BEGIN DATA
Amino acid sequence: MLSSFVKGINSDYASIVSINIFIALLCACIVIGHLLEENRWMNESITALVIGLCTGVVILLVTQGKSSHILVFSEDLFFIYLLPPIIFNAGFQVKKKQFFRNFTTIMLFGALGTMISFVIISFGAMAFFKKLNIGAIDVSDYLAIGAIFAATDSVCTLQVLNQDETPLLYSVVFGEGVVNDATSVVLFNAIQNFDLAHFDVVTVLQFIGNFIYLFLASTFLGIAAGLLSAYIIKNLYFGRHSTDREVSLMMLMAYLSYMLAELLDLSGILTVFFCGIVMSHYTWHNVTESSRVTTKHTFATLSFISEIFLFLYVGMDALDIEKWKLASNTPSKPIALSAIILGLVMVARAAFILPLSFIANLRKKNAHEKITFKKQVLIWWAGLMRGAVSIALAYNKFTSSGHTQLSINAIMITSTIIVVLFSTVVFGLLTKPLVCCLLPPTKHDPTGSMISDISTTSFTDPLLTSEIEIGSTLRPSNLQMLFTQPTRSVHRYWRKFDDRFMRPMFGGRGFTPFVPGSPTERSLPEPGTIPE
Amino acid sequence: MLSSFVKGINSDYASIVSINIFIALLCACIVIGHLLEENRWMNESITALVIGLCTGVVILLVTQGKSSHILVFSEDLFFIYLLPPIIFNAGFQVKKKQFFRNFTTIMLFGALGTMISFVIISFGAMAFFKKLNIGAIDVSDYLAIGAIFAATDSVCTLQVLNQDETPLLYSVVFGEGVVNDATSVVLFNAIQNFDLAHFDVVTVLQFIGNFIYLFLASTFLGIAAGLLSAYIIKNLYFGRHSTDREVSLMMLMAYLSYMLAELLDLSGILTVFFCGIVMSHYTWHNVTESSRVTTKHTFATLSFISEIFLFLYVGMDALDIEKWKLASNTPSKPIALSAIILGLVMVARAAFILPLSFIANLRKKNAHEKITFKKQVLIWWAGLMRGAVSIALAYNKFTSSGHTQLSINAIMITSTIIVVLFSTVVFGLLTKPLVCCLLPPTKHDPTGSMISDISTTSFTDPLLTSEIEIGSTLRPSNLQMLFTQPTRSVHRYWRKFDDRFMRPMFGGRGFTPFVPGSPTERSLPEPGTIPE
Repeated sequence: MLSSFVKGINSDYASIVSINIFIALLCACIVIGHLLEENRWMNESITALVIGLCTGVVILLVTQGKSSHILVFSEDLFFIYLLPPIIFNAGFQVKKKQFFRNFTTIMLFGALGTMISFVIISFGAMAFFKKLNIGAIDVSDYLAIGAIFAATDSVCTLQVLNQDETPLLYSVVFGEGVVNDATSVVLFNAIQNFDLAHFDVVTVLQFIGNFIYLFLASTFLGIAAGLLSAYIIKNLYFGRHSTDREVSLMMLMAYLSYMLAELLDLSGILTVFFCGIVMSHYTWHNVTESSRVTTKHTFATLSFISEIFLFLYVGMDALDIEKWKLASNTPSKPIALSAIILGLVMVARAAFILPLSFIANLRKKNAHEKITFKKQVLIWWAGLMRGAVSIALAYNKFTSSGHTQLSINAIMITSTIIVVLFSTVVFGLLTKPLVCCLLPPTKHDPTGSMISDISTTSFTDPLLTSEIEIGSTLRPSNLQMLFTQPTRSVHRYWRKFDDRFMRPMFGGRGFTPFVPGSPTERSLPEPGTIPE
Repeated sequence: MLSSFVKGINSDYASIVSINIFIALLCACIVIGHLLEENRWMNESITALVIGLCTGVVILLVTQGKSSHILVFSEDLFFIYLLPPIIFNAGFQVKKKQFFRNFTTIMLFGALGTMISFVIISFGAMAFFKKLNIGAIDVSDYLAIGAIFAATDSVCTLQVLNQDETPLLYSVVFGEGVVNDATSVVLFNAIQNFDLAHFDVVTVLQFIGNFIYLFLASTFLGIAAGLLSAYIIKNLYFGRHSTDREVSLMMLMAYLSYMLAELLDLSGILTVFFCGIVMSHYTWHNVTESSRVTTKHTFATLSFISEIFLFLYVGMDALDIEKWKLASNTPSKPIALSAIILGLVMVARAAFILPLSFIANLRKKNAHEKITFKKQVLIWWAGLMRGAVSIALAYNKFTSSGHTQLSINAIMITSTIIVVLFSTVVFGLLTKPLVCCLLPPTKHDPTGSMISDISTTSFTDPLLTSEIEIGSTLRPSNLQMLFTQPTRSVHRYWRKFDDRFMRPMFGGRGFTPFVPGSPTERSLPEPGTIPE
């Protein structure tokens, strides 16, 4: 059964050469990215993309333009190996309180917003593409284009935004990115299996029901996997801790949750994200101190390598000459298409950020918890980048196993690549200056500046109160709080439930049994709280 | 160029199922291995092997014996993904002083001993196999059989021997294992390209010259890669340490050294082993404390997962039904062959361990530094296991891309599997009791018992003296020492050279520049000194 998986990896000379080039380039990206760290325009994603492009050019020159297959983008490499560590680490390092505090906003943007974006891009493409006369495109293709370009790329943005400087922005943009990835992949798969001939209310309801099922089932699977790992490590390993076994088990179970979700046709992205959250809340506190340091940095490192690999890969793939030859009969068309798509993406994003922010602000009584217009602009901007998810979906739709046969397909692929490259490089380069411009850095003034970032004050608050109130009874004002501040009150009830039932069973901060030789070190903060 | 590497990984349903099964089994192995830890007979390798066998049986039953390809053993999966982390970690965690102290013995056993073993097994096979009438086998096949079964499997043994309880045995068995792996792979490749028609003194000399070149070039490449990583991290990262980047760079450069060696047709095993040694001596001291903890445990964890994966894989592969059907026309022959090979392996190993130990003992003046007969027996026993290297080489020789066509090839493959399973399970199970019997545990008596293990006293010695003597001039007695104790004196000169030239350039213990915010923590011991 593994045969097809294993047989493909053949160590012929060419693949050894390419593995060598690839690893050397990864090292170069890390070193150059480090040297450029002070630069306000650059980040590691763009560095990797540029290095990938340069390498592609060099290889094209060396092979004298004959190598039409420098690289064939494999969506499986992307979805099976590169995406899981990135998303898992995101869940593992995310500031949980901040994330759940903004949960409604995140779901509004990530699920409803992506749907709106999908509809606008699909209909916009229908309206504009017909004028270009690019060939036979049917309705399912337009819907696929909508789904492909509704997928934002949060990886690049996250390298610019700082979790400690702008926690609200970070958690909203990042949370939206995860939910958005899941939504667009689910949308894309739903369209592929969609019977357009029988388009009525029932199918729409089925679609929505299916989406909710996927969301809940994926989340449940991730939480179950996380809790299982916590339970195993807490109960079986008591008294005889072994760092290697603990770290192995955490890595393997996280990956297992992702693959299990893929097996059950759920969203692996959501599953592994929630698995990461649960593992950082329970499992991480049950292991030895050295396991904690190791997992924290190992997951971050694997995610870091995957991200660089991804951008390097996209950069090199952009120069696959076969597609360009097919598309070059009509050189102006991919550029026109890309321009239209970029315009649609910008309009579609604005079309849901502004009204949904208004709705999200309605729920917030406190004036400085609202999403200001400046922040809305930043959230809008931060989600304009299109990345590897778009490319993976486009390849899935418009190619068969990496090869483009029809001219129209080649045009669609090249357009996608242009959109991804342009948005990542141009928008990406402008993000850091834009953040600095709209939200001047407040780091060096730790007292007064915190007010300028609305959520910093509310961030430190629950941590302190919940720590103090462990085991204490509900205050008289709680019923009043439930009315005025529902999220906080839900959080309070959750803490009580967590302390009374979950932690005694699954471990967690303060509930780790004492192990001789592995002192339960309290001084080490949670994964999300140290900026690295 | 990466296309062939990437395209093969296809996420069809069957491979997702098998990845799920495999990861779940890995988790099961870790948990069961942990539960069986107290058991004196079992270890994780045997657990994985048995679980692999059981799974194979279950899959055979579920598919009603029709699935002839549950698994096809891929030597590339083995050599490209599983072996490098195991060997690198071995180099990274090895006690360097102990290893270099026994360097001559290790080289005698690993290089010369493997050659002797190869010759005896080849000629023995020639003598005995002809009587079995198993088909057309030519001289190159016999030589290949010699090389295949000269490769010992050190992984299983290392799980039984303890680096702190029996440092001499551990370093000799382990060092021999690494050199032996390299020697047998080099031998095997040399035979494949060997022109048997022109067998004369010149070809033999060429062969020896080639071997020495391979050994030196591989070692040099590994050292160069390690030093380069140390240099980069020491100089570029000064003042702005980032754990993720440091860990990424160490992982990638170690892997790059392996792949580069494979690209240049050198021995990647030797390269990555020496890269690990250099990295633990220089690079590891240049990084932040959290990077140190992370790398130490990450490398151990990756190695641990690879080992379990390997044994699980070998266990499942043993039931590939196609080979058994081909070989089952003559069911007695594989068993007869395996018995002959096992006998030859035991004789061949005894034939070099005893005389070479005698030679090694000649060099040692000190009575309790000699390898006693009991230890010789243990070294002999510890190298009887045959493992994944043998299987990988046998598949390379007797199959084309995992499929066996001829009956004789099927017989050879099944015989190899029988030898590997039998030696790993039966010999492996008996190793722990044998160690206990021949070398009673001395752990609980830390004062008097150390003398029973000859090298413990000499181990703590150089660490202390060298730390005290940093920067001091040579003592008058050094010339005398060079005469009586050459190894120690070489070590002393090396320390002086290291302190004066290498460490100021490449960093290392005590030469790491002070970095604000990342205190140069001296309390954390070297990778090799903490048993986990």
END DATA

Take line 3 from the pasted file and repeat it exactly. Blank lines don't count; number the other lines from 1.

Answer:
Repeated sequence: MLSSFVKGINSDYASIVSINIFIALLCACIVIGHLLEENRWMNESITALVIGLCTGVVILLVTQGKSSHILVFSEDLFFIYLLPPIIFNAGFQVKKKQFFRNFTTIMLFGALGTMISFVIISFGAMAFFKKLNIGAIDVSDYLAIGAIFAATDSVCTLQVLNQDETPLLYSVVFGEGVVNDATSVVLFNAIQNFDLAHFDVVTVLQFIGNFIYLFLASTFLGIAAGLLSAYIIKNLYFGRHSTDREVSLMMLMAYLSYMLAELLDLSGILTVFFCGIVMSHYTWHNVTESSRVTTKHTFATLSFISEIFLFLYVGMDALDIEKWKLASNTPSKPIALSAIILGLVMVARAAFILPLSFIANLRKKNAHEKITFKKQVLIWWAGLMRGAVSIALAYNKFTSSGHTQLSINAIMITSTIIVVLFSTVVFGLLTKPLVCCLLPPTKHDPTGSMISDISTTSFTDPLLTSEIEIGSTLRPSNLQMLFTQPTRSVHRYWRKFDDRFMRPMFGGRGFTPFVPGSPTERSLPEPGTIPE